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Calyen / Justice System in Conroe

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Interviewer: In terms of, I guess, resources, have you seen that politicians in Conroe are listening to the community and are aware of community needs and acting on those community needs or is there a disconnect between? Calyen: There’s a disconnect because most of the politicians—I mean, everybody’s busy but most of them you don’t see them until election time. I guess you would say they do what they do until election time and at election time they come out and they’ll come around and they’ll declare we’re going to cover some roads, we’re going to pave some roads, we’re going to build some new schools. We’re going to do the things that get you elected. Interviewer: What change do you see in Conroe that needs to still happen? What things that you think needs to change. Calyen: Changes? First of all, I think one of the first things that they would need to change is the school system. You’ve got a school that’s in your neighborhood that a kid could go to and you’re bussing them to ten miles away. He could walk to school or take a bike to school. Changes in the justice system. Changes in the political system. Interviewer: You mention the justice system and school system, Conroe has gotten national attention for two kinds of issues or cases, one of which was the rape case where the defendant was unjustly convicted of a crime and later released. I want to say you were in New York at the time? Calyen: Yeah. Interviewer: Also, Conroe got national (inaudible) when black football players were protesting the lack of black cheerleaders in Conroe. Can you tell us anything about those particular? Calyen: Both of those cases, I wasn’t in the city, but I heard about them. It was quite a bit of injustice to see Clarence Brandley treated the way that he was. Almost got the death sentence if it hadn’t have been for people that came from other places and people that protest and people that march and people that put money out of their pockets to keeping him alive. For something he didn’t do. You got people wanted to see their kids’ cheerleaders. Some type of program—it’s a true story. This woman wanted her daughter to be a cheerleader and she had another girl killed because she wanted to be a cheerleader. That’s a true story and it happened in Texas. Football and cheerleading is a big thing in Texas. If you’re a cheerleader—I’m trying to get my little granddaughter not to be a cheerleader. You get people that have—they’re high strung. Interviewer: Do you think (inaudible) it’s a status symbol? Calyen: Yeah. Status symbol. Interviewer: In terms of the criminal justice system, was what happened to Mr. Bradley anomaly or is it more commonplace? Calyen: It’s systemwide because if you have money and you’re a prominent person in this county, you can get some justice, but if you’re broke, Marvin Zindler used to say, “It’s hell to be poor.” If you’re poor, you’re just going to get the worst of everything. You’re going to get a court-appointed lawyer that’s not interested in your case. You’re going to get some judges that are interested in putting you away and putting you away for a long time. For some of those cases that people have been prosecuted for one little rock of crack cocaine. You know, it’s wrong to have it, but to give a person twenty-five and thirty years. Come on now. That’s not right.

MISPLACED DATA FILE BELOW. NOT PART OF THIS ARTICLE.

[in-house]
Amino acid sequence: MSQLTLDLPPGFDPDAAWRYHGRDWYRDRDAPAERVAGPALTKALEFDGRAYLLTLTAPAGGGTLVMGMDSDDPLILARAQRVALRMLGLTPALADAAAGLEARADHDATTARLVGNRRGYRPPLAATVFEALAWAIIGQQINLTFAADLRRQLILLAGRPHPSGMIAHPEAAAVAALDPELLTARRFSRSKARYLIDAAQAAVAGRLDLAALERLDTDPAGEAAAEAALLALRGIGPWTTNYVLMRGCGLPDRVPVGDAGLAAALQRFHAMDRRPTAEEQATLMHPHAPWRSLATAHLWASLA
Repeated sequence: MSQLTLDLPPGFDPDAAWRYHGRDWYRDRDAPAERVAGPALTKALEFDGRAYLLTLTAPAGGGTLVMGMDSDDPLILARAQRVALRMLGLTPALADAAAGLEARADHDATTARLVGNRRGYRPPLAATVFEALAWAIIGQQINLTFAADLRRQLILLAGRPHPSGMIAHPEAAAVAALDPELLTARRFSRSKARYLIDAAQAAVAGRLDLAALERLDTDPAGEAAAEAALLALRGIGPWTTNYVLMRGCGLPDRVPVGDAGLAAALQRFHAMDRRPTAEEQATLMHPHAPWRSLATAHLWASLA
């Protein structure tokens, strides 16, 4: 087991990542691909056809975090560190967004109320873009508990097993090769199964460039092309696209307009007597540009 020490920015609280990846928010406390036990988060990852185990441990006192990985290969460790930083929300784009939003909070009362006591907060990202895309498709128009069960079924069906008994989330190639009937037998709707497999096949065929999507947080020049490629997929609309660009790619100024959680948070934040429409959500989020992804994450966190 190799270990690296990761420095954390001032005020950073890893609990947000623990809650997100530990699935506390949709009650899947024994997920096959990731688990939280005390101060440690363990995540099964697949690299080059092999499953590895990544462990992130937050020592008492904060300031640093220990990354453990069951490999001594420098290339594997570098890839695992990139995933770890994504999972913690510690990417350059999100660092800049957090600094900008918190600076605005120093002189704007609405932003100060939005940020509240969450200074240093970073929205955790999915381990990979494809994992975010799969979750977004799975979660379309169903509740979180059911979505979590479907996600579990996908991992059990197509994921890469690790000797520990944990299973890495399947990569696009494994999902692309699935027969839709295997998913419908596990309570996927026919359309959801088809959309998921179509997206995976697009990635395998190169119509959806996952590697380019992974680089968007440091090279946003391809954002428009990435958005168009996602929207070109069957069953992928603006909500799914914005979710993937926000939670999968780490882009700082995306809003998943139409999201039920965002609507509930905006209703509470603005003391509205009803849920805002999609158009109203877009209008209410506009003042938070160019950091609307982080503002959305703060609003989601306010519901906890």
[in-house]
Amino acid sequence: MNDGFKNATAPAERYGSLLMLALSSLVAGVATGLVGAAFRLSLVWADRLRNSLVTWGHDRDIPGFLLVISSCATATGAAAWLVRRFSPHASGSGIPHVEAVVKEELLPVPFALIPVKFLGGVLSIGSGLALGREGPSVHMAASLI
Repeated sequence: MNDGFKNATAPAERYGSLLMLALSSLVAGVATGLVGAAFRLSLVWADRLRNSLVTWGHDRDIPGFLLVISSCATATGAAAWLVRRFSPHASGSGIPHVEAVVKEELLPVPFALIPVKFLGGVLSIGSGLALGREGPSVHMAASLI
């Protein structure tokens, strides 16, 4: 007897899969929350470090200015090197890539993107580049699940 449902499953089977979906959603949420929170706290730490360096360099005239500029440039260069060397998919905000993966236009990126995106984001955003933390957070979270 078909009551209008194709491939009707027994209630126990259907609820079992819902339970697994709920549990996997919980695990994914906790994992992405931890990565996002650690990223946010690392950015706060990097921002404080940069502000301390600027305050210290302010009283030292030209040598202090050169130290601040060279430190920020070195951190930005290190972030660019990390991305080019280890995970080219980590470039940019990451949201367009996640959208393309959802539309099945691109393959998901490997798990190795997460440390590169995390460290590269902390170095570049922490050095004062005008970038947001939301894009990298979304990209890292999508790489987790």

Interview Interview with Henry Calyen
Subjects Housing › Neighborhoods
Community Organizations
Education
Court Cases
Electoral Politics
Electoral Politics › Election Campaigns
Direct Action › Marches
Direct Action › Protests
Tags Brandley, Clarence Lee
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Interview date 2016-07-06
Interview source CRBB Summer 2016
Interviewees Calyen, Henry
Duration 00:05:03
Citation "Justice System in Conroe," from Henry Calyen oral history interview with ,  July 06, 2016, Conroe, TX, Civil Rights in Black and Brown Interview Database, https://crbb.tcu.edu/clips/3506/justice-system-in-conroe, accessed July 17, 2019